Following intensive campaigning since Natasha, a teenager, died from sesame induced anaphylaxis in 2013, “Natasha’s Law” comes into effect today.
This makes it mandatory for food manufacturers and all types of food outlets, to ensure that every food product has clear labelling of all its ingredients (even traces), at the cost of sizeable penalties.
It is tragic that lives have to be lost first before the food industry takes this risk more seriously.
I have just reviewed some telling statistics, in the below BMJ study.
Main points: The trend of hospital admissions from anaphylaxis has risen significantly in the last two decades. More susceptible are children under 15 years, especially under 5 years of age. Yet fatal outcomes from food-related anaphylaxis are decreasing mainly due to:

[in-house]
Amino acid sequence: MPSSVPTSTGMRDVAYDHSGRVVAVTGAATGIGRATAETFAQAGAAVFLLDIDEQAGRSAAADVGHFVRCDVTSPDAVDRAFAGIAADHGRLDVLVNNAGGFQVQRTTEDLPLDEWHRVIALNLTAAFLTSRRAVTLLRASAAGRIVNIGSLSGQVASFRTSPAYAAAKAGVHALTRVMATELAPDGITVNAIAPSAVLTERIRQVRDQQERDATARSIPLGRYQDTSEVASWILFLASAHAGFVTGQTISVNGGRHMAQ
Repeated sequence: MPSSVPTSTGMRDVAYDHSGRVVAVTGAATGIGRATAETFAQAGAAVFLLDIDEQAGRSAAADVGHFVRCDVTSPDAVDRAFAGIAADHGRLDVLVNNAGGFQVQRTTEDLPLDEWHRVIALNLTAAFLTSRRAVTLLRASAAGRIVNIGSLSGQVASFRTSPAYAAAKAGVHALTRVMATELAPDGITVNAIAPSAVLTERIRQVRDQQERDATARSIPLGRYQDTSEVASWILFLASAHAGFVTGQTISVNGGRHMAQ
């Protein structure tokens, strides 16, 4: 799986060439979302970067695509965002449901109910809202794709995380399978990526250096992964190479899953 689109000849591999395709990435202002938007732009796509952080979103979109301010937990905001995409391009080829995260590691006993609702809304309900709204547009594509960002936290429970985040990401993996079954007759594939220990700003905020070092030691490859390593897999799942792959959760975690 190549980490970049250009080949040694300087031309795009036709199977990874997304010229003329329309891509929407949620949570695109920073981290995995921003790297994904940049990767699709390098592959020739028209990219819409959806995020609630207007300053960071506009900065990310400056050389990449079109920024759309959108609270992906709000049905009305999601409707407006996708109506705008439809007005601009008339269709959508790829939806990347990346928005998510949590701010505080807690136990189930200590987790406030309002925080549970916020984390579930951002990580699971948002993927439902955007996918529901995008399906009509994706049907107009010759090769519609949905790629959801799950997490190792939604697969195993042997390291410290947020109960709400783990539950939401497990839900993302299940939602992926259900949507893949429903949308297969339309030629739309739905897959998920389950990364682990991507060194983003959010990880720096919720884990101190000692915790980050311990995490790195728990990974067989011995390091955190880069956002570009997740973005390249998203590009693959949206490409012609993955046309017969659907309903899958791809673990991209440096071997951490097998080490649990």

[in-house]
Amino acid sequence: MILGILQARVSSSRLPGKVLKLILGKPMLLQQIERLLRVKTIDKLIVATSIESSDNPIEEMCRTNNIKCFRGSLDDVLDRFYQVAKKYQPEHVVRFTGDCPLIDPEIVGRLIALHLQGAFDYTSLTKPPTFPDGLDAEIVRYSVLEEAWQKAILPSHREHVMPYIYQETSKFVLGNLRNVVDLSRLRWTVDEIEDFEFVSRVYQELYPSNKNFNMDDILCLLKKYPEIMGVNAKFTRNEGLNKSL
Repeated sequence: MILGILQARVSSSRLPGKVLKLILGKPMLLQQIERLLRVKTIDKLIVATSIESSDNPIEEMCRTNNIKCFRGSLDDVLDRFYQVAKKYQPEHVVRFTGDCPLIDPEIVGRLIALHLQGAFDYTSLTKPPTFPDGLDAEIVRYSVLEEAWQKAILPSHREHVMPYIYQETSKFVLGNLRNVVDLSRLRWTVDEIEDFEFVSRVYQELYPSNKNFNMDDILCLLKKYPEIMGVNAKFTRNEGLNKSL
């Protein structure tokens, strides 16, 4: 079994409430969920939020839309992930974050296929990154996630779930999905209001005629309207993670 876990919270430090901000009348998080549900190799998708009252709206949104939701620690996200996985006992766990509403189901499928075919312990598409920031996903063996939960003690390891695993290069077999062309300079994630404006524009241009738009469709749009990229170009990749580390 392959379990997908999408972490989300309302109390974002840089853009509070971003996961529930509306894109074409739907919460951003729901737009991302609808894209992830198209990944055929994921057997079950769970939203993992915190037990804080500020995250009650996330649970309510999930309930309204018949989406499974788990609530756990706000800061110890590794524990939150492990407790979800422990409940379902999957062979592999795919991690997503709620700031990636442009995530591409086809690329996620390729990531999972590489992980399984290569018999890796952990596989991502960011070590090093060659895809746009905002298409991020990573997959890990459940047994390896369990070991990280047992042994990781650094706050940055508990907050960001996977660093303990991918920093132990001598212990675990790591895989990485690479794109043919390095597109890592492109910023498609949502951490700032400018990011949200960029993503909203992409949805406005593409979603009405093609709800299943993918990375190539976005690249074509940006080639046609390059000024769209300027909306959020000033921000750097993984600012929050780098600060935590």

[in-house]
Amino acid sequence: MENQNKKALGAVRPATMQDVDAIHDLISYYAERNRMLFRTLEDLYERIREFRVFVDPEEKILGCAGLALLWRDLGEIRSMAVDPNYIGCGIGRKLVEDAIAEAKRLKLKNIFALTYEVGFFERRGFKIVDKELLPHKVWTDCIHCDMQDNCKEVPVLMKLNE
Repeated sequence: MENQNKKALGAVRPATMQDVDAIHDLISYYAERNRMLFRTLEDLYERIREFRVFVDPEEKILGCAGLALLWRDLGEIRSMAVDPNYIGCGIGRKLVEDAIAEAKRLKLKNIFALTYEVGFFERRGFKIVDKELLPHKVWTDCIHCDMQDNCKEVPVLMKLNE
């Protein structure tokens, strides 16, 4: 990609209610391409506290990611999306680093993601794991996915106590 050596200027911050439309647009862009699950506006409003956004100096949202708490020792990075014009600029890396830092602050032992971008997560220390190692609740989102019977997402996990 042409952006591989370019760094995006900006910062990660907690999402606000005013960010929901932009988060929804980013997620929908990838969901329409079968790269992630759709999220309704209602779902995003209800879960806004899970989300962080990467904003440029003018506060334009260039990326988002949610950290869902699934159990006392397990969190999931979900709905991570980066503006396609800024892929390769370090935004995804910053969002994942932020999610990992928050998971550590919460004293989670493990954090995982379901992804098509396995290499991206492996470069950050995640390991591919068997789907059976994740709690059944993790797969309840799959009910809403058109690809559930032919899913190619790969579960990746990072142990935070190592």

- improvements in food labelling
- improved preparedness of patients, parents, medics and paramedics on how to deal with such emergencies
- more readily used allergy tests (Immunoglobulin E and skin tests)
- the extensive availability of adrenalin auto-injectors, which are no longer reluctantly prescribed
A weakness of this study is that it has not distinguished “anaphylaxis” from “anaphylactoid” (anaphylaxis-like) episodes.
This study has also found that the top foods recognised as causes of anaphylaxis are now cow’s milk proteins – not peanut, as many believed.
Not many people know that low-dose immunotherapy can reduce the risk of anaphylaxis from accidental exposures to various foods.